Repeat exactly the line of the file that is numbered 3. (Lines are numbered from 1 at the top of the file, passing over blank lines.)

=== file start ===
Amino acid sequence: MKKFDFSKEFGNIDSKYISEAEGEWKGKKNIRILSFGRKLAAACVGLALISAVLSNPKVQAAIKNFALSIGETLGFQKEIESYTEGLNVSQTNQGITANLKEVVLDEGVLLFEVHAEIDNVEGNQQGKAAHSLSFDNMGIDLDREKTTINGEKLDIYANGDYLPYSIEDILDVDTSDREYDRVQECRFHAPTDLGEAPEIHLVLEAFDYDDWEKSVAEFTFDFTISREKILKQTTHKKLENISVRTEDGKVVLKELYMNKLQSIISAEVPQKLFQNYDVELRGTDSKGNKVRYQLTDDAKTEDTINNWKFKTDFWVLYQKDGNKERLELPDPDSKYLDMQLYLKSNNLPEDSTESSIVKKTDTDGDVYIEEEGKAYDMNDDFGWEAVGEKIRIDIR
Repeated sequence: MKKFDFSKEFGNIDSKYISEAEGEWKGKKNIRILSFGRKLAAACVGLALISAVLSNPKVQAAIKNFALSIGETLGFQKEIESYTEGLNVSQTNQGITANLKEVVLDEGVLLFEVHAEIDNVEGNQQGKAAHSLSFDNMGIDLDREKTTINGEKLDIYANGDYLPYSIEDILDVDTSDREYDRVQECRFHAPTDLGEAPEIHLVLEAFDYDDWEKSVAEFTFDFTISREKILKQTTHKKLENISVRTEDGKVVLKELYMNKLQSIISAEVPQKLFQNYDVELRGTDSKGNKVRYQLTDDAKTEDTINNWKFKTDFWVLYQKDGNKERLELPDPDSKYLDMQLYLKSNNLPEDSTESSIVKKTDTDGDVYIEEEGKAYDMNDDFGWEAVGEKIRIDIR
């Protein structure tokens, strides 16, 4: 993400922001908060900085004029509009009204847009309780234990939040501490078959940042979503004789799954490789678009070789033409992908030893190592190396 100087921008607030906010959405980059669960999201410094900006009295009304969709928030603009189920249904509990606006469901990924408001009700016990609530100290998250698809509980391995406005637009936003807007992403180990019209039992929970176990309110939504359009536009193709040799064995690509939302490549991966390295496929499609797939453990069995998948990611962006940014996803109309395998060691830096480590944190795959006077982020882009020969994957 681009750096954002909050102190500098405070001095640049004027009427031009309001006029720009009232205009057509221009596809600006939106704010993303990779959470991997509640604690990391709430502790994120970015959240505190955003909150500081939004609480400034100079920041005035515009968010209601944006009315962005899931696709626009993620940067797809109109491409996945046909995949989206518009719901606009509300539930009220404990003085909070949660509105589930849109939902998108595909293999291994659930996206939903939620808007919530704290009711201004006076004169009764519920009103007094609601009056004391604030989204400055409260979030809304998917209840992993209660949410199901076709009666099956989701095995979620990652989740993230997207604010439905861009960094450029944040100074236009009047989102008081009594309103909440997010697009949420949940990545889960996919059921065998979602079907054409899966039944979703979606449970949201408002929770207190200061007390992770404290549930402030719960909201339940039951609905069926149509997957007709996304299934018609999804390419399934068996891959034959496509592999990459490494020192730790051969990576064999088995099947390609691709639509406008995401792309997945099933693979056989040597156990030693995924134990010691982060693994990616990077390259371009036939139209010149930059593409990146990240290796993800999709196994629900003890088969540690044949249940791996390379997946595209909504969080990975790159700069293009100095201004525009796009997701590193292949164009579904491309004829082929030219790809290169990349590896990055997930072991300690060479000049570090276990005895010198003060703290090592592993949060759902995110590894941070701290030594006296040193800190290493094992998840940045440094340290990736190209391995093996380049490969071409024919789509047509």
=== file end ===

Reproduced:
């Protein structure tokens, strides 16, 4: 993400922001908060900085004029509009009204847009309780234990939040501490078959940042979503004789799954490789678009070789033409992908030893190592190396 100087921008607030906010959405980059669960999201410094900006009295009304969709928030603009189920249904509990606006469901990924408001009700016990609530100290998250698809509980391995406005637009936003807007992403180990019209039992929970176990309110939504359009536009193709040799064995690509939302490549991966390295496929499609797939453990069995998948990611962006940014996803109309395998060691830096480590944190795959006077982020882009020969994957 681009750096954002909050102190500098405070001095640049004027009427031009309001006029720009009232205009057509221009596809600006939106704010993303990779959470991997509640604690990391709430502790994120970015959240505190955003909150500081939004609480400034100079920041005035515009968010209601944006009315962005899931696709626009993620940067797809109109491409996945046909995949989206518009719901606009509300539930009220404990003085909070949660509105589930849109939902998108595909293999291994659930996206939903939620808007919530704290009711201004006076004169009764519920009103007094609601009056004391604030989204400055409260979030809304998917209840992993209660949410199901076709009666099956989701095995979620990652989740993230997207604010439905861009960094450029944040100074236009009047989102008081009594309103909440997010697009949420949940990545889960996919059921065998979602079907054409899966039944979703979606449970949201408002929770207190200061007390992770404290549930402030719960909201339940039951609905069926149509997957007709996304299934018609999804390419399934068996891959034959496509592999990459490494020192730790051969990576064999088995099947390609691709639509406008995401792309997945099933693979056989040597156990030693995924134990010691982060693994990616990077390259371009036939139209010149930059593409990146990240290796993800999709196994629900003890088969540690044949249940791996390379997946595209909504969080990975790159700069293009100095201004525009796009997701590193292949164009579904491309004829082929030219790809290169990349590896990055997930072991300690060479000049570090276990005895010198003060703290090592592993949060759902995110590894941070701290030594006296040193800190290493094992998840940045440094340290990736190209391995093996380049490969071409024919789509047509």